From Morocco to Syria: The Enduring Importance of Libraries

Anahita Padmanabhan ’18/Emertainment Monthly Staff Writer

This year, al-Qarawiyyin Library opened its door to everyone. This may not seem like a big deal to those of us not in Fez, Morocco, where this library is located, but it is. It’s the oldest library in the world. While bookstores and e-books are dominating the literary world, it’s easy to forget about libraries. However, this 1,257 year old library, shows that through decades, through centuries, even through millennia, libraries will never stop being important.

Photo Credit: QZ
Photo Credit: QZ

The library is truly a timeless place, and its history shows its place consistently ahead of society. Fatima El-Fihriya, the daughter of a wealthy merchant, used her inheritance to build the library in 859. El-Fihriya challenges even present day notions surrounding Muslim women. Well educated and a woman of her faith, El-Fihriya wanted to create a center for her community that mirrored those two things that were so important to her.

Something that El-Fihriya recognized is that education and knowledge should be a level playing field, regardless of where you are from or what you look like. El-Fihriya’s forward thinking has now given us the oldest functioning educational institution in the world. Famous Muslim historian Ibn Khaldun studied at the school, and the original copy of his Muqaddimah is still in the library.

But al-Qarawiyyin wasn’t just a place for Muslims. Jewish philosopher Maimonides is also listed among the alumni. Pope Sylvester II visited the library in the 10th century. The library served as place that anyone could come to, whether you were from Europe, or from Africa. Scholars from any place, and of any religion were welcomed.

Over the 1,000 plus years the al-Qarawiyyin has existed, it has had it’s ups and downs. Through it all the actual building went through many changes, but not enough to fully bring it to this century. Until 2012. Aziza Chaouni carries the legacy El-Fihriya created into modern times. Chaouni lead the three year restoration of al-Qarawiyyin. The library now has solar panels, digital locks to keep rare books safe, and air conditioning to help control the humidity that could damage the books. It even has a cafe for the general public.

But despite all these modern changes, Chaouni has also kept the original look and more importantly, the spirit, of al-Qarawiyyin alive. The courtyards, the fountains, archways and original tiles were all carefully restored to be as true to the original as possible.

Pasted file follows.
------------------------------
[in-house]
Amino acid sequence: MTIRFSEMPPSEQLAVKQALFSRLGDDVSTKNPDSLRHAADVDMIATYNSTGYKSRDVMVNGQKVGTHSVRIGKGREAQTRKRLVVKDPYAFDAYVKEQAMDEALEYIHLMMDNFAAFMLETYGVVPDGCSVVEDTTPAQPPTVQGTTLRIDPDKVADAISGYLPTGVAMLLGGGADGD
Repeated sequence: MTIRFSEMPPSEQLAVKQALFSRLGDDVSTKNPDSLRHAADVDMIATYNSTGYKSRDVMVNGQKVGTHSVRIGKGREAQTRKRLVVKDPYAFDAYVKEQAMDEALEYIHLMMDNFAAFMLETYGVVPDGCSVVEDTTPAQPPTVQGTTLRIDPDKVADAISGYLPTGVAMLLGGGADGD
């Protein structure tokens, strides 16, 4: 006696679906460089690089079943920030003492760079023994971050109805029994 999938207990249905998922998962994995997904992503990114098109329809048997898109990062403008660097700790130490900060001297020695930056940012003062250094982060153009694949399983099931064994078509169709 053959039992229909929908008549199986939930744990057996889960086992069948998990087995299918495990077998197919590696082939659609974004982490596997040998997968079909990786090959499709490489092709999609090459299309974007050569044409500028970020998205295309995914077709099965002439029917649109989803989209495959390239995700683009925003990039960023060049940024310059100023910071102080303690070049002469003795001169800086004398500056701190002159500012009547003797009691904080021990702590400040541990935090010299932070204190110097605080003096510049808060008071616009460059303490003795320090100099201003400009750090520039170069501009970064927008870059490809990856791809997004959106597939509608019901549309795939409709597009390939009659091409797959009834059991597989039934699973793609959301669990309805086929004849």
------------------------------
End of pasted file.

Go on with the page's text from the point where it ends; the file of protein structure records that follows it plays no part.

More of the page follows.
If there is anything that al-Qarawiyyin can tell us, it’s that books will never stop being important. And while al-Qarawiyyin’s 1,000 years show that, all across the world we can see the power of libraries. Throughout history, we know of people saving books during times of terror. One example is Darayya, Syria, which has been under siege for the past four years. With over 2,000 people killed, with the fear of being shot or bombed, many students had to stop their education. But those same students did something incredible.

Just like El-Fihrya, they knew the power of education, and they understood the power of books. So they created a secret library, which houses over 14,000 books. They risk their lives to collect books. Anas Ahmad, a former student, was one of the founders. He and other students scour the bombed streets, hiding from snipers, for the sole reason of finding more books to add to the library. The books help students continue their education, help children escape their reality, help doctors read up on treatment to help their patients.

This library, whose exact location is unknown for fear of it’s destruction, and al-Qarawiyyin seem to have such different contexts. One built out wealth, one built out of preservation, one mainly used for elite academics, one used for anyone who needs a book. But they share the belief that books are some of the most important things we have. Those books in al-Qarawiyyin are the reason for it’s continued existence. The books in the Darayya are the reason that the future of this town can continue to grow and be educated.

The message these two very different libraries share is very clear. Books have power, and access to them will always be a priority. It doesn’t matter if wealthy merchant’s daughter funded it, if college students risk their lives for it, or if it’s te one in your home or down the street, libraries are always going to be important.


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